• Embarking on this lesson, you'll gain insight into the historical development and contemporary challenges surrounding the doctrine of justification. Through exploring classic Reformation principles and contemporary reassessments, you'll understand the tensions between Protestant and Roman Catholic perspectives, particularly regarding the infusion of righteousness and the role of grace.
  • The lesson explores the intricate connection between faith and works, justification, and sanctification in contemporary theological discourse. It delineates divergent views on justification, with scholars like Piper advocating for the preservation of biblical distinctions amidst modern theological trends. The lesson examines key questions regarding the meaning, basis, time, and means of justification.
  • Students in Dr. Moo's class ask multiple questions about justification.
  • By studying Romans 3:27-4:25, you gain insight into Paul's theology, where faith, exemplified by Abraham's righteousness, transcends works and ethnicity, emphasizing the universal scope of salvation through Christ.
  • Hear the questions the students ask regarding Romans 3:27–4:25. And discover Dr. Moo's answers to the questions posed.
  • In Romans 5 – 8, you gain insights into profound theological concepts like justification, identity in Christ, and the tension between present reality and future hope, guiding you to embrace your changed identity and hope for future transformation amidst life's trials.
  • Students as deep questions about Romans 5-8. Hear what Dr. Moo presents as answers to their questions.
  • Through Romans 5:1-11, you'll review the contrast between the Old and New Realms, understanding the essence of living in grace, finding hope amid suffering, and experiencing the assurance of eternal security rooted in Christ's sacrifice and God's love poured into believers' hearts by the Holy Spirit.
  • In Romans 5:12-21, Paul contrasts Adam's sin with Christ's redemptive grace, emphasizing humanity's hope and victory over death through union with Christ, while various interpretations of original sin underscore the universal need for redemption and Christ's pivotal role in restoring humanity to God.
  • Listen to the thorough questions the students ask regarding Romans 5:12-21.
  • The students ask excellent questions of Dr. Moo in this insightful discussion on Romans 6:1-14.
  • Through this lesson, you will gain a deeper understanding of the theological implications of Christ's death and resurrection as explained in Romans 6. You will explore different interpretations of Paul's language regarding the old self and the new self, considering the implications for the Christian life. Ultimately, you will be challenged to recognize your identity in Christ and to actively live according to that identity, rejecting the slavery of sin and embracing servitude to God.
  • Hear the questions the students ask of Dr. Moo regarding Romans 6:1-23.
  • In diving into Romans 7, you'll explore the Law's role in Christian life. Paul's discourse clarifies the distinction between law and gospel, emphasizing the Torah's significance in understanding divine commandments.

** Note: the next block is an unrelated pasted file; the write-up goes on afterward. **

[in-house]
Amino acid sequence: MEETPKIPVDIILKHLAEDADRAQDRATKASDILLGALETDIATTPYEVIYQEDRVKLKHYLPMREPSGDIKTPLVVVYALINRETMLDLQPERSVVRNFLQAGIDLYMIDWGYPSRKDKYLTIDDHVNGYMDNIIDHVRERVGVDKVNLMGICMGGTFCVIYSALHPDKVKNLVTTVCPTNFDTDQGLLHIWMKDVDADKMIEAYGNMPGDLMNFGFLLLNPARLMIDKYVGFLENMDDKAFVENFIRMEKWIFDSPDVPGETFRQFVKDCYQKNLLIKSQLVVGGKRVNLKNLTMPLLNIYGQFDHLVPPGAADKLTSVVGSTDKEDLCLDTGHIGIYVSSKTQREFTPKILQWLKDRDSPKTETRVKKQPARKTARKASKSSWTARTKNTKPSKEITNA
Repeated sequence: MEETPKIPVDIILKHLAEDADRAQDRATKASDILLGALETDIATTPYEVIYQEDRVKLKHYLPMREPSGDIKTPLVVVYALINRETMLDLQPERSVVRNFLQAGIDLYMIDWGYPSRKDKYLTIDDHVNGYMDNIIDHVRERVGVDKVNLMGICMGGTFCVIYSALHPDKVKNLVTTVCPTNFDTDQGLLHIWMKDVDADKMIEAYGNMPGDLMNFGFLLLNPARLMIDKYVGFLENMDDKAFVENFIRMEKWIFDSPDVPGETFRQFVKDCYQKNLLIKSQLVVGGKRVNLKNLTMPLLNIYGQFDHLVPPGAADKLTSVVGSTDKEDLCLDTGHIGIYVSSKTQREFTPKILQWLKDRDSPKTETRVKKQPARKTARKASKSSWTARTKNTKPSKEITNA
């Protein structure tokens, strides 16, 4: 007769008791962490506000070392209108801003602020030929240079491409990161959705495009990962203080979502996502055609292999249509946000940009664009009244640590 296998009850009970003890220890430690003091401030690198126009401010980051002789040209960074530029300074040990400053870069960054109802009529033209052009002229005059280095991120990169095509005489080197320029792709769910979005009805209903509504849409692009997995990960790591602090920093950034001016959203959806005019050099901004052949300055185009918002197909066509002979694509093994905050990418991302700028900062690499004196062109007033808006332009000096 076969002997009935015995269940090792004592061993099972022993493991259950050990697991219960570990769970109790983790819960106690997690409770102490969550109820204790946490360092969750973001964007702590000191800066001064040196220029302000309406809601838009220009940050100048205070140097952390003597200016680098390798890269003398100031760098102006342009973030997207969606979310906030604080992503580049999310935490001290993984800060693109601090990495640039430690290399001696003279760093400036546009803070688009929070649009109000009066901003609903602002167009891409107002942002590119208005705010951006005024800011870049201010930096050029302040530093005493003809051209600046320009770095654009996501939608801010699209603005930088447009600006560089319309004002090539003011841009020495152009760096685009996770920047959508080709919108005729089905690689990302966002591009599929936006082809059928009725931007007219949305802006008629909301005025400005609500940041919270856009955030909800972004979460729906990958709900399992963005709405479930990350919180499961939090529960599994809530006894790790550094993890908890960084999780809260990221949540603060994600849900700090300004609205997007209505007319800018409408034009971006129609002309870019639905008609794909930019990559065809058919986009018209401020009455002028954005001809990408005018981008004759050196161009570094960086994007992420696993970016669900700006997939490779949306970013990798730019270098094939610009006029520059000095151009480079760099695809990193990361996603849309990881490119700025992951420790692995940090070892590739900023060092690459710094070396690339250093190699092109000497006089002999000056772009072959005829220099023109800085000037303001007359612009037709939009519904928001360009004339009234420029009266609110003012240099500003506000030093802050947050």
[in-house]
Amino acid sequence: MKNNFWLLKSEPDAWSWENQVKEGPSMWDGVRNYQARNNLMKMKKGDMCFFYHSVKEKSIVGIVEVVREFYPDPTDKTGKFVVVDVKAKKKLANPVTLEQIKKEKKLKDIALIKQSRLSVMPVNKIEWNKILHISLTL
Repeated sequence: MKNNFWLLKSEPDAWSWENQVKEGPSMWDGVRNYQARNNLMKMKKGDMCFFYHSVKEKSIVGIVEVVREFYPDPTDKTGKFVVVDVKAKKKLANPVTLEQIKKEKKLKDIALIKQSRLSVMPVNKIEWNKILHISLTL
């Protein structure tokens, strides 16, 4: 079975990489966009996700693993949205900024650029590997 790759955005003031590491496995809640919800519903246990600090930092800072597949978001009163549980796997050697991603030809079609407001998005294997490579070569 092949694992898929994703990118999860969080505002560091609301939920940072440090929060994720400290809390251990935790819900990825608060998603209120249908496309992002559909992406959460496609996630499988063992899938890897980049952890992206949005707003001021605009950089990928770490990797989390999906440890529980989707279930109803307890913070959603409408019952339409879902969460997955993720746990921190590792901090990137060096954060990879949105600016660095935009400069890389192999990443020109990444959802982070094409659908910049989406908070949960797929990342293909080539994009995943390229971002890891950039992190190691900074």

• Class discussion on Romans 7:1-6
  • In Romans 7:7-12, Paul explores the Law's role in intensifying sin and contrasts it with Christ's liberation. His narrative prompts reflection on individual experience and collective identity, enriching understanding of Christian faith.
  • The class discusses the previous lesson on Romans 7:7-12.
  • This lesson covers interpretations of Romans 7:13-25; whether Paul's description is of pre- or post-conversion struggle with the Law.
  • In Romans 8:1-22, discover the Spirit's transformative power over sin, leading to a life free from condemnation, intimacy with God, and anticipation of future glory amid present sufferings.
  • Explore the theological insights on environmental stewardship, emphasizing Christian responsibility in light of Romans 8:19-22.
  • Gain insights into Romans 8:23-27, understanding destined glory despite present suffering. The Spirit intercedes, bridging current and promised futures, offering assurance amid weakness.
  • Romans 8:28 offers profound insights into the nature of God's providence and the believer's journey of faith. Beyond its surface meaning, the verse challenges misconceptions about 'good' and underscores the transformative power of God's grace. It invites believers to trust in God's unfailing love amidst life's trials, anchoring their hope in the assurance of His sovereign care and redemptive purposes.
  • Romans 9:1-5 highlights Paul's profound concern for Israel's salvation and the theological complexities surrounding God's promises. Reviewing salvation history, you'll learn that God's offer of salvation for both Jew and Gentile, fits within the Old Testament narrative.
  • Paul discusses Israel's role in God's plan, emphasizing grace over race. He illustrates divine choices and sovereignty, sparking debates on salvation.
  • Discover diverse views on election, Israel's struggle with faith, and the significance of overcoming theological narrowness in Romans 9:30-10:21. Gain insights into law versus faith in attaining righteousness and the importance of engaging deeply with Scripture for a comprehensive understanding.
  • Gain insights into faith versus works, Christ as the culmination of the Law, and the inclusivity of righteousness through Him. Embrace unity in Christ, transcending cultural divisions, and embodying love and holiness.
  • Gain insight into contrasting righteousness by law vs. faith in Romans 10:5-13. Accessibility of salvation through Christ bridges Old and New Testament teachings, emphasizing unity and continuity.
  • Gain insights into Romans 10:14-21, emphasizing faith, preaching, and Israel's reception of the message. Dr. Moo highlights Paul's use of Old Testament quotes and God's ongoing relationship with Israel, revealing the significance of faith and salvation.